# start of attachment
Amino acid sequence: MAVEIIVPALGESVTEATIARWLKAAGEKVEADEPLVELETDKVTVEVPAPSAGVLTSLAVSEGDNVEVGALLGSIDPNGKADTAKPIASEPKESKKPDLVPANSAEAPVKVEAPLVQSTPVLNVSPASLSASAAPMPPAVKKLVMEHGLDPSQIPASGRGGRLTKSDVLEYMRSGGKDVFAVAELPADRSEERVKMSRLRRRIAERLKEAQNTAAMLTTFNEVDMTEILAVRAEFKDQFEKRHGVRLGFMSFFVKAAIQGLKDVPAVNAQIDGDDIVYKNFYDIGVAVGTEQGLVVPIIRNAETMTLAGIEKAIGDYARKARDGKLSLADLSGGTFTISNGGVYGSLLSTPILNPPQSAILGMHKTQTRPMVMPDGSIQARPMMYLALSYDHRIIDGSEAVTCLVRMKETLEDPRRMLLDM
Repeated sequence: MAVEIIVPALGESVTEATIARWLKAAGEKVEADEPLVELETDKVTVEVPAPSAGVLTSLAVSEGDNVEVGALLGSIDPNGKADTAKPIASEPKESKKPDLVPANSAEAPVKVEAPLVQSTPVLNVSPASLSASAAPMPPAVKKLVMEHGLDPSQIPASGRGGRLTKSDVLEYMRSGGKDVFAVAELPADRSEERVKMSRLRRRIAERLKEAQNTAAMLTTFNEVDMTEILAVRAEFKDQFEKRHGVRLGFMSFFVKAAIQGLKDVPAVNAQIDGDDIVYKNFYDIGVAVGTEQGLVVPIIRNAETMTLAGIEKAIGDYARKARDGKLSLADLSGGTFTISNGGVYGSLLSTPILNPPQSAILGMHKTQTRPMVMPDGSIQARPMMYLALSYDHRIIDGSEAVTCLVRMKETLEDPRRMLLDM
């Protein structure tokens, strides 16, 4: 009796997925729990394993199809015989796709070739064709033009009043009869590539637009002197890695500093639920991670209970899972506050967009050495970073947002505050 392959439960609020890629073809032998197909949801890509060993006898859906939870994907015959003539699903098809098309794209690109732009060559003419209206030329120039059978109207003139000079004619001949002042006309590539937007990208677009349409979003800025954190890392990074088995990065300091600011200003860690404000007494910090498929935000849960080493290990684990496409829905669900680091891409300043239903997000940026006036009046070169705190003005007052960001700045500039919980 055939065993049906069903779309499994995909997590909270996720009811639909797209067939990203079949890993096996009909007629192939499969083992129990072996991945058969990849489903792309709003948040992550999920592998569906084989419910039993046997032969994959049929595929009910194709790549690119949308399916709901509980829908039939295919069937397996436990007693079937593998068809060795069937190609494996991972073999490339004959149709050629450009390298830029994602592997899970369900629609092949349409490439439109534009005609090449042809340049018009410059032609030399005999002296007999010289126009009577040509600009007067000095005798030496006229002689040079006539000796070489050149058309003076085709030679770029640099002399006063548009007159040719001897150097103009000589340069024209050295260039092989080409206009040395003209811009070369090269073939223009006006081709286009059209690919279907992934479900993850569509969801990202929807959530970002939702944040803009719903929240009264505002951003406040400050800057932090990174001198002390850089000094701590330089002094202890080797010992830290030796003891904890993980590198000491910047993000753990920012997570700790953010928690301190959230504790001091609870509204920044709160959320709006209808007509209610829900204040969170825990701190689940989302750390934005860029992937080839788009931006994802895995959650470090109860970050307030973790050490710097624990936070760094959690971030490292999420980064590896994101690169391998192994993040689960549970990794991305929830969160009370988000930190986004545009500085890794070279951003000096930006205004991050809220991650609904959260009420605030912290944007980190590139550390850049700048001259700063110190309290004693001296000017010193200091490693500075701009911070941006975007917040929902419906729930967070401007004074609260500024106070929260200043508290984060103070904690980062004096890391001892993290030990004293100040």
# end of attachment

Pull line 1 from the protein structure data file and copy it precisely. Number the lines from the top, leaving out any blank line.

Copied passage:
Amino acid sequence: MAVEIIVPALGESVTEATIARWLKAAGEKVEADEPLVELETDKVTVEVPAPSAGVLTSLAVSEGDNVEVGALLGSIDPNGKADTAKPIASEPKESKKPDLVPANSAEAPVKVEAPLVQSTPVLNVSPASLSASAAPMPPAVKKLVMEHGLDPSQIPASGRGGRLTKSDVLEYMRSGGKDVFAVAELPADRSEERVKMSRLRRRIAERLKEAQNTAAMLTTFNEVDMTEILAVRAEFKDQFEKRHGVRLGFMSFFVKAAIQGLKDVPAVNAQIDGDDIVYKNFYDIGVAVGTEQGLVVPIIRNAETMTLAGIEKAIGDYARKARDGKLSLADLSGGTFTISNGGVYGSLLSTPILNPPQSAILGMHKTQTRPMVMPDGSIQARPMMYLALSYDHRIIDGSEAVTCLVRMKETLEDPRRMLLDM